Details can be found on the avalanche list, at Current Conditions – Avalanche List.

No new observations from the Ogden area mountains.


      Over the next 24 hours.

Yesterday’s three or four incidents all have the common theme of occurring on steep, upper elevation northerly facing slopes and breaking near the ground on faceted snow. these weak layers are less widespread in the Ogden area mountians due to the lower overall elevations. But facets are tricky business, the facets just aren’t going to quit yet, and avoiding this terrain is an easy solution. With the weight of the additional new and wind drifted snow, I expect the faceted weak layer to remain sensitive to people today. Also, snow cascading down cliffs and rock bands has loaded specific slopes, too.

Avalanches failing on faceted weak layers can be remotely triggered, so be aware of what you are connected to, both above and to the sides. It is also noteworthy that many of these slides have been entraining snow far down the slide paths, so debris piles are deep…way deep enough to bury a person.


      Over the next 24 hours.

Yesterday’s southwesterly wind event was a bit stronger than expected, with speeds averaging in the 25 to 30 mph range, and gusts into the 40s and 50s. The winds were blowing the snow into cracky drifts along ridges and well down into mid elevation terrain. With the way wind swirls in the mountains, watch and avoid for drifts not just on northerly facing slopes, but also cross loaded just about anywhere. Tel tale signs of sensitive wind drifts include cracking of the snow surface, also observe where the fresh cornices are and try jumping on small test slopes.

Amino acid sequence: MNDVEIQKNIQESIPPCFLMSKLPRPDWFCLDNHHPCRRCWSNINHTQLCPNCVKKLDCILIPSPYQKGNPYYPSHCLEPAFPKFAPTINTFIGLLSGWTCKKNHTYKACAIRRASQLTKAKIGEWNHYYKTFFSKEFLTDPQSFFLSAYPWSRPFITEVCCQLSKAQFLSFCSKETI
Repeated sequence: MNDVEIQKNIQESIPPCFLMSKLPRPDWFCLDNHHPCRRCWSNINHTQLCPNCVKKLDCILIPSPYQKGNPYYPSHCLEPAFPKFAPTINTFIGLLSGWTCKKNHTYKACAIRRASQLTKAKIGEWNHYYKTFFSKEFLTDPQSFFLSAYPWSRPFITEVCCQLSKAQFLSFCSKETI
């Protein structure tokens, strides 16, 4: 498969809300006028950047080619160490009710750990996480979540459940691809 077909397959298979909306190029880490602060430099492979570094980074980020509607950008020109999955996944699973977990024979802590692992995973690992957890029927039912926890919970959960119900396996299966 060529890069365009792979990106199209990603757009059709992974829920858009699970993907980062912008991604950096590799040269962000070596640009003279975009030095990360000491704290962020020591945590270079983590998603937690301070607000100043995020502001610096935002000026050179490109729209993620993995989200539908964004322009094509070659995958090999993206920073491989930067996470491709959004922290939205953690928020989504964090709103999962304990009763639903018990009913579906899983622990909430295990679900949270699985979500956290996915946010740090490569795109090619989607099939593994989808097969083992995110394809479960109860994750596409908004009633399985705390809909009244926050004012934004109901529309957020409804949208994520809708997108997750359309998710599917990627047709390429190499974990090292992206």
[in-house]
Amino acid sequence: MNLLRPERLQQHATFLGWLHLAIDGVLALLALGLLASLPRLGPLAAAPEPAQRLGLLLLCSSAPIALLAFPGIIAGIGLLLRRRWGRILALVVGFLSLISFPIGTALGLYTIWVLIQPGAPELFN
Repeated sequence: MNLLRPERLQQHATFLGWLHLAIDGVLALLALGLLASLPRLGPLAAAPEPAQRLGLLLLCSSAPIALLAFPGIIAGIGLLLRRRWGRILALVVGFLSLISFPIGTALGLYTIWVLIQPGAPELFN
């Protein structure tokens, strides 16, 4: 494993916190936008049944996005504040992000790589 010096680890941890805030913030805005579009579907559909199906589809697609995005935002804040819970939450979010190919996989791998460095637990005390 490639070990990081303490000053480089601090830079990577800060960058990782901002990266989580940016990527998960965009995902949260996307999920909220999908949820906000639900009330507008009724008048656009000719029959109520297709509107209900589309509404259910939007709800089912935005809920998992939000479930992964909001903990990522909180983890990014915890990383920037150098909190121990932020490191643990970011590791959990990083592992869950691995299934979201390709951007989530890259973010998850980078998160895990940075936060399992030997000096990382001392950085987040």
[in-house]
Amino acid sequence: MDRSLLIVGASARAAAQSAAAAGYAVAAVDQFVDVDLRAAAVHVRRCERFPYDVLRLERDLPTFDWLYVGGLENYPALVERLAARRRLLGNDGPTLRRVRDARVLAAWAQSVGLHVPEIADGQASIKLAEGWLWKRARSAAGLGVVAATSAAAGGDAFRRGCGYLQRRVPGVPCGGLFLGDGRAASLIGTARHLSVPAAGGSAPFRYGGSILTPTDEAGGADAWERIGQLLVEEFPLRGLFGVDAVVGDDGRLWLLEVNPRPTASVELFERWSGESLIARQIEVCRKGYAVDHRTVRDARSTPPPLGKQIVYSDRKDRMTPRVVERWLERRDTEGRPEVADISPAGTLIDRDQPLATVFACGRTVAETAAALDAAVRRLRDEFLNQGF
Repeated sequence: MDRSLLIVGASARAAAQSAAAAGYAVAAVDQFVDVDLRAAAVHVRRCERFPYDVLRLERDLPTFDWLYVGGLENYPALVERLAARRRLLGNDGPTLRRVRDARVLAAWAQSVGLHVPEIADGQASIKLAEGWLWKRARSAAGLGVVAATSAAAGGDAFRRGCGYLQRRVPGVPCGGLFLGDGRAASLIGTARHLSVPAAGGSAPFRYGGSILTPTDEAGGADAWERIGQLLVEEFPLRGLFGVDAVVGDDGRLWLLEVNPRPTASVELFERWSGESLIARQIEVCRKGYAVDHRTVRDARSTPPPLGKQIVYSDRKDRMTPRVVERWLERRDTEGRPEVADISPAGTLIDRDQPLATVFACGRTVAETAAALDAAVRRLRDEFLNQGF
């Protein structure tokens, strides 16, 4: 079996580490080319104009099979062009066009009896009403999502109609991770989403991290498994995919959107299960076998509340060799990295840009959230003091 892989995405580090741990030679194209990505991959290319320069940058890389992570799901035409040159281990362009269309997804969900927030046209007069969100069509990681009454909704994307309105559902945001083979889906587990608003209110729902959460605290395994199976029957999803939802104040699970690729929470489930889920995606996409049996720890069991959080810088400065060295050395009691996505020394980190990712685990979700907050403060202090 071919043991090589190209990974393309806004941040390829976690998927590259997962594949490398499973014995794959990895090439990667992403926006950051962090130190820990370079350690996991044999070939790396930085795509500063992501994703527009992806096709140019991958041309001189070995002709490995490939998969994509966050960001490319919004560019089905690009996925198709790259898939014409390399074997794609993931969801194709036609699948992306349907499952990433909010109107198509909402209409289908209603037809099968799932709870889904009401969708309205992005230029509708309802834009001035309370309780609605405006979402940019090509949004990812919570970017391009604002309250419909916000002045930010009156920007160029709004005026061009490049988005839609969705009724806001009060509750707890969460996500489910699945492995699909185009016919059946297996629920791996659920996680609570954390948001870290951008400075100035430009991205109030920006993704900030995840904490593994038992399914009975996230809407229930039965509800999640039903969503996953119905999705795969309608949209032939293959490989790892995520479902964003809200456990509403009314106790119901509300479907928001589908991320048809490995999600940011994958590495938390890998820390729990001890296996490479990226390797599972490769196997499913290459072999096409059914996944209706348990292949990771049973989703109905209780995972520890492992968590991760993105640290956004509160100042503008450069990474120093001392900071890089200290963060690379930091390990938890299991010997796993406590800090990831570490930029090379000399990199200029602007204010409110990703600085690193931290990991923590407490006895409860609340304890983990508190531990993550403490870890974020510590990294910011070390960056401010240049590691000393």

A weak disturbance will bring several more hours of snow this morning, with an additional 1 to 3” possible. Temperatures will warm to near 30 at 8,000’ and in the low 20s at 10,000’. The southwesterly wind speeds should remain less than yesterday – generally in the 5 to 15 mph range, with gusts below 25. The highest terrain could see wind gusts increase to near 40 mph at times. Tonight, skies will become partly cloudy, with temperatures dropping into the teens. High pressure will finally gain control tomorrow, and temperatures will warm Tuesday and Wednesday, followed by a weak, splitting storm Thursday night into Friday.